Throwback Thursday - Favorite Places Series - No Name Harbor and Bill Baggs State Park
Continuing with remembering the best places we've been, No Name Harbor is one of our favorites. I know a lot of people don't like it there because it's so crowded, but we just love to find our anchor spot in the middle of the week and then just wait for the party to start. We think often of the harbor with fondness. Part of the harbor charm is the access to Bill Baggs State Park, so I've included two posts here that cover both the features.
No Name Harbor Pics and Vids
Posted by Deb
February 22, 2015
Since we're leaving for the Bahamas in the morning I thought I'd use up some of our data to give you full size pics from the last two days and a video. Enjoy!
Instead of the view from my galley window in a picture, tonight you get a video.
|Miami in the rear view mirror after leaving the Miami Marine Stadium|
|The little kid sailing class. It was howling 24 kts and these little kids were out in the middle of Biscayne Bay|
|We tacked back and forth across this charter Beneteau Sense 55. Tim was in love.|
|The Key Biscayne Yacht Club had their annual gala today. The boats were rafted up 5 deep on the wall at some point.|
|In all the times we've come to No-Name this is the first time we ever tied up to the wall for a day.|
|More party pics|
Bill Baggs Cape Florida State Park Walkabout
Posted by Deb
February 6, 2014
The main reason that we went into No-Name Harbor yesterday was so we could take a hike down to the lighthouse here in the Bill Baggs Cape Florida State Park without worrying about the boat being by itself on the outside. We got up early and headed down the well-shaded walkway along the shore and I have to tell you that this was one of the neatest places we've been to yet. I'm going to let the pictures tell you the story, but if you're interested in learning more about the history of the lighthouse (which is fascinating) you can check out the Wikepedia article on it.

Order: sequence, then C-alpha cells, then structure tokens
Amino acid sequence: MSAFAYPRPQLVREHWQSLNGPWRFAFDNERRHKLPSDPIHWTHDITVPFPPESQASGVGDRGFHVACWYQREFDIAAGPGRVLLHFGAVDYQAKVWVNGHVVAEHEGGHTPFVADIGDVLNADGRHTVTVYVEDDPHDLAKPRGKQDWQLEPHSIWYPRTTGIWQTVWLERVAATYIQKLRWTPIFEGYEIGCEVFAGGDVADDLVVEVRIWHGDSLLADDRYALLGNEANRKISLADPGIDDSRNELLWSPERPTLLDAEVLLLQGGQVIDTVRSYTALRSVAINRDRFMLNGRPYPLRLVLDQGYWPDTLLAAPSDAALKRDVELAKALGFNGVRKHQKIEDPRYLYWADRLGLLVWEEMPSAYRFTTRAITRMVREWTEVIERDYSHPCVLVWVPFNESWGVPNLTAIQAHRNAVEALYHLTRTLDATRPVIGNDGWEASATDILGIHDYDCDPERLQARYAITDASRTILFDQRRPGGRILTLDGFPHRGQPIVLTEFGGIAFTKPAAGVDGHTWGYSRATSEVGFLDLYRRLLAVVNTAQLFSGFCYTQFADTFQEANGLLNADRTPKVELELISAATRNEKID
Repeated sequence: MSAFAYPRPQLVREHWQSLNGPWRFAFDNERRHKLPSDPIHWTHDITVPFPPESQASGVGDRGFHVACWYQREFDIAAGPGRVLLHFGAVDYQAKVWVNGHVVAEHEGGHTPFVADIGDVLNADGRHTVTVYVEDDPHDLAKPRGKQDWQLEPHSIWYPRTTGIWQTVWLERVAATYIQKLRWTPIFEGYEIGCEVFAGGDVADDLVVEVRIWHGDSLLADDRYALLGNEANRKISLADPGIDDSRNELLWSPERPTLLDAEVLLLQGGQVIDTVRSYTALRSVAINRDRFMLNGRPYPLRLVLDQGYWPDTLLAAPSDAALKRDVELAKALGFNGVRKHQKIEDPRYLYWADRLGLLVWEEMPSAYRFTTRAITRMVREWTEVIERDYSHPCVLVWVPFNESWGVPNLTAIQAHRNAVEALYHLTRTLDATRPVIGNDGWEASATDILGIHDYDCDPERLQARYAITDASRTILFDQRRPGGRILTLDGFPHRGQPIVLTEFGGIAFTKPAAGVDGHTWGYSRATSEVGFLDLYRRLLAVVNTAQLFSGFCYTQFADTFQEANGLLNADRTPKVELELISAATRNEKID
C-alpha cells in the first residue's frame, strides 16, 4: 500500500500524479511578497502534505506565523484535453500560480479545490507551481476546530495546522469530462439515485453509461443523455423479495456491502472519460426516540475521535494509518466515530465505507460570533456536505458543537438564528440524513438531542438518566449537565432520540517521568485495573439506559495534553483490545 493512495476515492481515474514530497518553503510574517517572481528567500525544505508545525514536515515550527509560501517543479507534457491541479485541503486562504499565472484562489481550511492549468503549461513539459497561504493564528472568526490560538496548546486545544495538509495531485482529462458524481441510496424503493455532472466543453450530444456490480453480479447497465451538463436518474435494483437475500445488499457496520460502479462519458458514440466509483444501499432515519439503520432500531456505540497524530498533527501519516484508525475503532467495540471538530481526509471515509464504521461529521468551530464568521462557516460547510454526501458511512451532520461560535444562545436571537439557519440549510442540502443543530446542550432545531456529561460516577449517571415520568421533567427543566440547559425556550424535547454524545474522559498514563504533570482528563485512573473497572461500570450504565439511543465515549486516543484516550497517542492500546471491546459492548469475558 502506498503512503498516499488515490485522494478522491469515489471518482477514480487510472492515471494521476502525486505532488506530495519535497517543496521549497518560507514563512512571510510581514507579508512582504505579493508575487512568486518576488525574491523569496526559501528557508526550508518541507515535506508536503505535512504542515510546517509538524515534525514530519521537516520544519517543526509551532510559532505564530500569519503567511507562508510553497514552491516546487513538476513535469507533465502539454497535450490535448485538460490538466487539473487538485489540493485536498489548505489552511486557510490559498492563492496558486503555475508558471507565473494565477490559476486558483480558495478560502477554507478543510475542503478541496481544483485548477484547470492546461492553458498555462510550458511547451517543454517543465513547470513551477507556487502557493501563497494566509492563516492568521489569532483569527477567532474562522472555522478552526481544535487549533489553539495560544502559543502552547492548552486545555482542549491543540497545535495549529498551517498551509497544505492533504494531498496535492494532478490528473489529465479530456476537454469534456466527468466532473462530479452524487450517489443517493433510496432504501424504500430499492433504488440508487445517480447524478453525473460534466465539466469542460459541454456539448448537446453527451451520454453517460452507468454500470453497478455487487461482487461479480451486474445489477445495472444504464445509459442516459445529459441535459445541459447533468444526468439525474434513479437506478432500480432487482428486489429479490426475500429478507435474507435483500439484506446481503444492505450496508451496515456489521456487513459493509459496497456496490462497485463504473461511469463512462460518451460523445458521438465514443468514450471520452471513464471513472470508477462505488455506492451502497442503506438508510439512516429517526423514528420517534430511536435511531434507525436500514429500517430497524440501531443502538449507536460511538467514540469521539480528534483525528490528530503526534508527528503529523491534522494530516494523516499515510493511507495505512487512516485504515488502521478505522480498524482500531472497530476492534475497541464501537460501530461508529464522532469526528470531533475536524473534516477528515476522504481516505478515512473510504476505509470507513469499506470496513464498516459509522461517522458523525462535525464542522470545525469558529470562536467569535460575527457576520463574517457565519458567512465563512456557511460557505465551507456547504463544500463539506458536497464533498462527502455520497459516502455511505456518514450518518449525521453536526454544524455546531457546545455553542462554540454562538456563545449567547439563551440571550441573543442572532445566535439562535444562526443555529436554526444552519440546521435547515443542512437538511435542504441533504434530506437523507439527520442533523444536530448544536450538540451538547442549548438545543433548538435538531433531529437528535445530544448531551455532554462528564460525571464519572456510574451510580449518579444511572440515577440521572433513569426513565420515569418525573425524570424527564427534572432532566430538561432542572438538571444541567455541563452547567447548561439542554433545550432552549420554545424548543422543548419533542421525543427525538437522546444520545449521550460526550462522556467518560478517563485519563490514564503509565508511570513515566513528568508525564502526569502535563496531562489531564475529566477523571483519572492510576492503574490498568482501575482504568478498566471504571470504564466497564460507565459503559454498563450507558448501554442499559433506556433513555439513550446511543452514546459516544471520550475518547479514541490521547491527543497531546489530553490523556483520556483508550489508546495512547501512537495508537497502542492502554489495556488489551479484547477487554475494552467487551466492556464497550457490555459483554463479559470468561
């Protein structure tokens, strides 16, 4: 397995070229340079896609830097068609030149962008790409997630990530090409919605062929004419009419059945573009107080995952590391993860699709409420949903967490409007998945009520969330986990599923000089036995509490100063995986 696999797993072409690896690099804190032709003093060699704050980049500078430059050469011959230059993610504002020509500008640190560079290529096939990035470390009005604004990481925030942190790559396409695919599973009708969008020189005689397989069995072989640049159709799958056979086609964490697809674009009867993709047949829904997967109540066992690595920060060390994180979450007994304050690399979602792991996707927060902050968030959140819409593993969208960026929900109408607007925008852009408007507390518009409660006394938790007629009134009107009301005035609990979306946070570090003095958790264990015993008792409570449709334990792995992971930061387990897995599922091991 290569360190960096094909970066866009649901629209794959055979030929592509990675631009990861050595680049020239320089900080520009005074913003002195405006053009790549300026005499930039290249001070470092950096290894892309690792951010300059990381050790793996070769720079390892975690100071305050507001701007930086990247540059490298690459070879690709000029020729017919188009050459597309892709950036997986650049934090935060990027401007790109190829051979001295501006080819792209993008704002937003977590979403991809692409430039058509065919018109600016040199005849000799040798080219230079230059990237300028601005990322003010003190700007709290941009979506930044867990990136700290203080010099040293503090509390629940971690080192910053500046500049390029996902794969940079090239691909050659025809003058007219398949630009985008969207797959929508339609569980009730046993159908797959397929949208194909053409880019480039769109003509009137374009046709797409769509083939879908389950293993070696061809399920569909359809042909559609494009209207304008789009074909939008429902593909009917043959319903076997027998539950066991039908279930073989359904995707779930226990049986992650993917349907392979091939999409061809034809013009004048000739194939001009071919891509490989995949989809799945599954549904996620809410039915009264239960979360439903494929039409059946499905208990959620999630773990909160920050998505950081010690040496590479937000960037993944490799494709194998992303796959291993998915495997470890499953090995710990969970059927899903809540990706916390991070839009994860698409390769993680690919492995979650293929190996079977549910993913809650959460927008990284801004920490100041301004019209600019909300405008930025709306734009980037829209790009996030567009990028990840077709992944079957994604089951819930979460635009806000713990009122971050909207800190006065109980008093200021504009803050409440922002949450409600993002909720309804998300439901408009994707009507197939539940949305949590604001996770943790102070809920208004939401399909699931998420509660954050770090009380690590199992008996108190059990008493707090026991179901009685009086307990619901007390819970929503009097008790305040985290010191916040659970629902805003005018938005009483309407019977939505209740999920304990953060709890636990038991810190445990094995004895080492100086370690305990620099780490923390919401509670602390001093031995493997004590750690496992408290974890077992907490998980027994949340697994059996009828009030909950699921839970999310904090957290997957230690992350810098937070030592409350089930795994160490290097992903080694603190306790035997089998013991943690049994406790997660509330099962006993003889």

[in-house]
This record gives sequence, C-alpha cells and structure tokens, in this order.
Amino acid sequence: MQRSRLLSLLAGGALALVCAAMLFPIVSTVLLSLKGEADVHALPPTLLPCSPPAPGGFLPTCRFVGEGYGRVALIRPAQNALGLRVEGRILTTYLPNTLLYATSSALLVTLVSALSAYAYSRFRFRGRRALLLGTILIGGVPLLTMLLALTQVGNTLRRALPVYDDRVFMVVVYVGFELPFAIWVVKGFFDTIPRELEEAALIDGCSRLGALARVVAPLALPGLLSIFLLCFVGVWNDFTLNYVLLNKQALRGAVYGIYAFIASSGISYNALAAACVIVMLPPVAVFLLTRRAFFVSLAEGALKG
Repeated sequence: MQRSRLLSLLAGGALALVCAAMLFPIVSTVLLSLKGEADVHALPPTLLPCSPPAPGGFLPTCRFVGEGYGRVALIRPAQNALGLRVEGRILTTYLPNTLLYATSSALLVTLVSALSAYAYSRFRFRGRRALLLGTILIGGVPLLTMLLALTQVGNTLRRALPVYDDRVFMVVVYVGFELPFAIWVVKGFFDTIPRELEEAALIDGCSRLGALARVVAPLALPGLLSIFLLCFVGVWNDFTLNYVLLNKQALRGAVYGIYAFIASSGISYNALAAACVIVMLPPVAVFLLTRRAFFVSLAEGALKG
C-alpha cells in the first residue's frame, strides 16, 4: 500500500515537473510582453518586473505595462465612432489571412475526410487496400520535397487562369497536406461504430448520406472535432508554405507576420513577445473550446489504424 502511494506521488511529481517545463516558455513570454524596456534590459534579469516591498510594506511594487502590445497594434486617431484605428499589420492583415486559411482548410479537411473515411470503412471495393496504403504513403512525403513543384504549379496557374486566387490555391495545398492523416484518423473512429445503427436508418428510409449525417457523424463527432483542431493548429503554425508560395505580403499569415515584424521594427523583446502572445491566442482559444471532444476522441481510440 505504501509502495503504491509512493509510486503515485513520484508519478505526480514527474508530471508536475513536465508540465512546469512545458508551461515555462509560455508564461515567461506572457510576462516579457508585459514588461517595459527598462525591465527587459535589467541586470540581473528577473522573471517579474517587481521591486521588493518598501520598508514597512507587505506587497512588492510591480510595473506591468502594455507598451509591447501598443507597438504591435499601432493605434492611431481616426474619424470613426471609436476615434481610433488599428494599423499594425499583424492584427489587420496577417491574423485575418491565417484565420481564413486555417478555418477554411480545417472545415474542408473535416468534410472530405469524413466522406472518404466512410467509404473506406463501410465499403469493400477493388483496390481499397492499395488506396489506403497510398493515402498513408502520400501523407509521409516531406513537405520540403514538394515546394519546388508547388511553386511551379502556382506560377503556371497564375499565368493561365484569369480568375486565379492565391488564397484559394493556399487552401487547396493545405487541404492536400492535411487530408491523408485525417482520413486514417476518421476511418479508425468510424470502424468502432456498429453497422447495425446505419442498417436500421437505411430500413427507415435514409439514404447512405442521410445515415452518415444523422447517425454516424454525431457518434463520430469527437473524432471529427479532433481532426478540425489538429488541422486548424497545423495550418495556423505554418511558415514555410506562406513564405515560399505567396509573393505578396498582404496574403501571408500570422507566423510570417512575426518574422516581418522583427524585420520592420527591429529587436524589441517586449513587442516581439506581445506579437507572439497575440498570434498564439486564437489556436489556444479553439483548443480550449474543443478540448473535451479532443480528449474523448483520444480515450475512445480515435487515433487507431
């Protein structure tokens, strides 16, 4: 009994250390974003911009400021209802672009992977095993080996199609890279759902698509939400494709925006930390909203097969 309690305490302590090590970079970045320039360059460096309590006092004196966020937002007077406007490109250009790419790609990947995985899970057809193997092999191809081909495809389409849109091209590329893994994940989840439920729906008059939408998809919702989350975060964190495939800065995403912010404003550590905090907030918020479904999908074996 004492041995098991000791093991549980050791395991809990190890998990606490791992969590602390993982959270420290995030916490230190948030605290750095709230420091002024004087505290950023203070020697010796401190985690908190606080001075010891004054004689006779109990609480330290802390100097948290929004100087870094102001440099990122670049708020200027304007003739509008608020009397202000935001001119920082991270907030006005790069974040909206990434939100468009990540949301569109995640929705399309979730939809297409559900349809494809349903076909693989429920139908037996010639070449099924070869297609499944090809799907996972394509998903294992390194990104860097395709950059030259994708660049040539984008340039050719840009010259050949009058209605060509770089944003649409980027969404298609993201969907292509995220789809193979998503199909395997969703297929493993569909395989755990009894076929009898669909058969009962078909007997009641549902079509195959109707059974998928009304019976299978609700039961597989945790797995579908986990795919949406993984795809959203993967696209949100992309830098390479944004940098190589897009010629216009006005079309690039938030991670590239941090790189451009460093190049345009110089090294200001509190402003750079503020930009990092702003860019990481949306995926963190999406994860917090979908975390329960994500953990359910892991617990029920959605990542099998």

There's wildlife all over the park. I happened to catch this fisherman just as a wave broke on the rocks below him.
The park is extremely well maintained and clean. There are a string of solid concrete fishing piers along the shoreline and picnic areas all around with charcoal grills and clean bathrooms. The place was pretty much wiped off the map by Hurricane Andrew in 1992 so a lot of the stuff is pretty new, including most of the trees. There used to be some non-native pines here but they were all destroyed by Andrew and replaced with native vegetation.
We're nuts about reading history signs. If you don't like them, just ignore. From the point at the South end of Key Biscayne you can see Stiltsville, a group of homes and businesses built on stilts way out in the water during prohibition so that their owners could gamble and drink. You got to love American creativity.
The lighthouse has been restored on several occasions. Some of the removed parts are on display at the entrance to the lighthouse part of the park.
The walkway to the lighthouse
The lightkeeper's house. No air conditioning back then, and mosquitos that look like something out of Star Trek. They had to sleep under heavy blankets even in the summertime just to keep them from biting. No screens back then either.